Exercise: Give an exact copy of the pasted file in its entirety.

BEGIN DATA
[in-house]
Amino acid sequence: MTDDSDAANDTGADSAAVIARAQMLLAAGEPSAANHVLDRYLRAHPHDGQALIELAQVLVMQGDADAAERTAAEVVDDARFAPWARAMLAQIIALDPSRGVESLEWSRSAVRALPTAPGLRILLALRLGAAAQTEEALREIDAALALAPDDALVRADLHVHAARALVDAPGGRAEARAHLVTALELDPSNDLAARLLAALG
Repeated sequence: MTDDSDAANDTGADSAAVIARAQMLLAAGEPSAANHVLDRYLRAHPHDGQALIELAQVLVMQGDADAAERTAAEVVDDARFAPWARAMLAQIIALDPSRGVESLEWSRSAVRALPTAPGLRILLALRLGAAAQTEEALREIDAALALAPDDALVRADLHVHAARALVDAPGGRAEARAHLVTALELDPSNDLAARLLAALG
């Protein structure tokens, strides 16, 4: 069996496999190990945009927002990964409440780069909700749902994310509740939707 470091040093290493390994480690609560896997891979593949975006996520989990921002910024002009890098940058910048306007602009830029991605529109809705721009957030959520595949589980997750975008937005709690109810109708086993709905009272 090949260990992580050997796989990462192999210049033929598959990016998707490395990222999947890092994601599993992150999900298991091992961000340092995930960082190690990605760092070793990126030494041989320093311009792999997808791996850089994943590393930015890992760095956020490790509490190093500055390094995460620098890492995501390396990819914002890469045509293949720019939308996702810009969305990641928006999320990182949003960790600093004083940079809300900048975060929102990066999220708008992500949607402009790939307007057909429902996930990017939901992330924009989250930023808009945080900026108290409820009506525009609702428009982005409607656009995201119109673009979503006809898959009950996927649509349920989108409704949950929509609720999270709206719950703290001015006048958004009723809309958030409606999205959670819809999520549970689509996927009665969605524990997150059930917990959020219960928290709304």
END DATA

[in-house]
Amino acid sequence: MTDDSDAANDTGADSAAVIARAQMLLAAGEPSAANHVLDRYLRAHPHDGQALIELAQVLVMQGDADAAERTAAEVVDDARFAPWARAMLAQIIALDPSRGVESLEWSRSAVRALPTAPGLRILLALRLGAAAQTEEALREIDAALALAPDDALVRADLHVHAARALVDAPGGRAEARAHLVTALELDPSNDLAARLLAALG
Repeated sequence: MTDDSDAANDTGADSAAVIARAQMLLAAGEPSAANHVLDRYLRAHPHDGQALIELAQVLVMQGDADAAERTAAEVVDDARFAPWARAMLAQIIALDPSRGVESLEWSRSAVRALPTAPGLRILLALRLGAAAQTEEALREIDAALALAPDDALVRADLHVHAARALVDAPGGRAEARAHLVTALELDPSNDLAARLLAALG
């Protein structure tokens, strides 16, 4: 069996496999190990945009927002990964409440780069909700749902994310509740939707 470091040093290493390994480690609560896997891979593949975006996520989990921002910024002009890098940058910048306007602009830029991605529109809705721009957030959520595949589980997750975008937005709690109810109708086993709905009272 090949260990992580050997796989990462192999210049033929598959990016998707490395990222999947890092994601599993992150999900298991091992961000340092995930960082190690990605760092070793990126030494041989320093311009792999997808791996850089994943590393930015890992760095956020490790509490190093500055390094995460620098890492995501390396990819914002890469045509293949720019939308996702810009969305990641928006999320990182949003960790600093004083940079809300900048975060929102990066999220708008992500949607402009790939307007057909429902996930990017939901992330924009989250930023808009945080900026108290409820009506525009609702428009982005409607656009995201119109673009979503006809898959009950996927649509349920989108409704949950929509609720999270709206719950703290001015006048958004009723809309958030409606999205959670819809999520549970689509996927009665969605524990997150059930917990959020219960928290709304």